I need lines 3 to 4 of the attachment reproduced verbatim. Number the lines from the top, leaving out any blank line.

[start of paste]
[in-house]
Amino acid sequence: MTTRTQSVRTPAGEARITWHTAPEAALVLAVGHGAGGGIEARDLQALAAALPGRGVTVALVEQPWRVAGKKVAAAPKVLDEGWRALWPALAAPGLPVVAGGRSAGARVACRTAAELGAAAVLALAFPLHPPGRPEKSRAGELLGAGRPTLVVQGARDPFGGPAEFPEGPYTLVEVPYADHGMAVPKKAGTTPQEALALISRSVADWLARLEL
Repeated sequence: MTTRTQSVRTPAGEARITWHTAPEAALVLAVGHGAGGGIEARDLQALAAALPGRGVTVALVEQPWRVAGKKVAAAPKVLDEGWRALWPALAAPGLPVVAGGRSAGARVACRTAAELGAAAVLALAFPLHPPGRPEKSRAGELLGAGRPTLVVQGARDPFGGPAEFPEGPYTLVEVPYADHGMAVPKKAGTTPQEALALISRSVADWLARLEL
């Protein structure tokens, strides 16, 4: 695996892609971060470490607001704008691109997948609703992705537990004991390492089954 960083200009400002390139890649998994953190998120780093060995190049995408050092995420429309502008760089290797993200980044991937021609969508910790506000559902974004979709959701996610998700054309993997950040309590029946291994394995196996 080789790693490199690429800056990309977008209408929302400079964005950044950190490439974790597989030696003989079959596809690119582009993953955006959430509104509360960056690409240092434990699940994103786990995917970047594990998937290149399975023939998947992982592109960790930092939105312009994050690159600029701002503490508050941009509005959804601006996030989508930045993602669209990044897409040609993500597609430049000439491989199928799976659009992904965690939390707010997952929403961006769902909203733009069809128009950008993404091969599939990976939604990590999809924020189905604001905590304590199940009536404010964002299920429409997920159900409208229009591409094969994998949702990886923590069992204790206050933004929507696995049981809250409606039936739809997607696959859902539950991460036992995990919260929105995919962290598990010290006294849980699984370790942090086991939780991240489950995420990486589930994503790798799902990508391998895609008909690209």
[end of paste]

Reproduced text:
Repeated sequence: MTTRTQSVRTPAGEARITWHTAPEAALVLAVGHGAGGGIEARDLQALAAALPGRGVTVALVEQPWRVAGKKVAAAPKVLDEGWRALWPALAAPGLPVVAGGRSAGARVACRTAAELGAAAVLALAFPLHPPGRPEKSRAGELLGAGRPTLVVQGARDPFGGPAEFPEGPYTLVEVPYADHGMAVPKKAGTTPQEALALISRSVADWLARLEL
């Protein structure tokens, strides 16, 4: 695996892609971060470490607001704008691109997948609703992705537990004991390492089954 960083200009400002390139890649998994953190998120780093060995190049995408050092995420429309502008760089290797993200980044991937021609969508910790506000559902974004979709959701996610998700054309993997950040309590029946291994394995196996 080789790693490199690429800056990309977008209408929302400079964005950044950190490439974790597989030696003989079959596809690119582009993953955006959430509104509360960056690409240092434990699940994103786990995917970047594990998937290149399975023939998947992982592109960790930092939105312009994050690159600029701002503490508050941009509005959804601006996030989508930045993602669209990044897409040609993500597609430049000439491989199928799976659009992904965690939390707010997952929403961006769902909203733009069809128009950008993404091969599939990976939604990590999809924020189905604001905590304590199940009536404010964002299920429409997920159900409208229009591409094969994998949702990886923590069992204790206050933004929507696995049981809250409606039936739809997607696959859902539950991460036992995990919260929105995919962290598990010290006294849980699984370790942090086991939780991240489950995420990486589930994503790798799902990508391998895609008909690209």